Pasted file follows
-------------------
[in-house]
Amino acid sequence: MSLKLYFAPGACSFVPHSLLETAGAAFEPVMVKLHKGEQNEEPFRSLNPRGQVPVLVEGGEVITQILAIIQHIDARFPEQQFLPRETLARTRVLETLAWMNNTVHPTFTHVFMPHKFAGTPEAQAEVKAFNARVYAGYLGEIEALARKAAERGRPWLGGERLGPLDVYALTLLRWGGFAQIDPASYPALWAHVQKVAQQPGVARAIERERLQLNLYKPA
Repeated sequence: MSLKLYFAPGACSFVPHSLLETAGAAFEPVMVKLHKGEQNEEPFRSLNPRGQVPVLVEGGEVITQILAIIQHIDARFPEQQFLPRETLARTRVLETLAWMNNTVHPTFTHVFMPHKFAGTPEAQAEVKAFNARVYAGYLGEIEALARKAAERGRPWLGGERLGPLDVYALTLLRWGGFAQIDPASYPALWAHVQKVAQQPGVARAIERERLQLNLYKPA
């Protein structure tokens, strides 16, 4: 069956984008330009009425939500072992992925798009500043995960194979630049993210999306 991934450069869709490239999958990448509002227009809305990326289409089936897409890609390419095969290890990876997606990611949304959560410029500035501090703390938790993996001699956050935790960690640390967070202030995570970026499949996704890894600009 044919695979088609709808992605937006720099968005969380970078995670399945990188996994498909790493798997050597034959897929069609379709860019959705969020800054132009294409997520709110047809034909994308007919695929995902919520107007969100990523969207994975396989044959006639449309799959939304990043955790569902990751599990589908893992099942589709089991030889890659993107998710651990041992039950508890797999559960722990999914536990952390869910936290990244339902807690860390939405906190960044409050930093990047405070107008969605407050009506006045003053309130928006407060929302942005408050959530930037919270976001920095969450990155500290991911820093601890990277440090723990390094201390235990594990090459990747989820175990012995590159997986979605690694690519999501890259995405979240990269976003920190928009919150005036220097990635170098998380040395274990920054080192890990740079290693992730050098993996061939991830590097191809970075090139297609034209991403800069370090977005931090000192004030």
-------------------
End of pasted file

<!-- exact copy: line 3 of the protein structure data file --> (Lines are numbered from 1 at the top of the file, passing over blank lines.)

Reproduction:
Repeated sequence: MSLKLYFAPGACSFVPHSLLETAGAAFEPVMVKLHKGEQNEEPFRSLNPRGQVPVLVEGGEVITQILAIIQHIDARFPEQQFLPRETLARTRVLETLAWMNNTVHPTFTHVFMPHKFAGTPEAQAEVKAFNARVYAGYLGEIEALARKAAERGRPWLGGERLGPLDVYALTLLRWGGFAQIDPASYPALWAHVQKVAQQPGVARAIERERLQLNLYKPA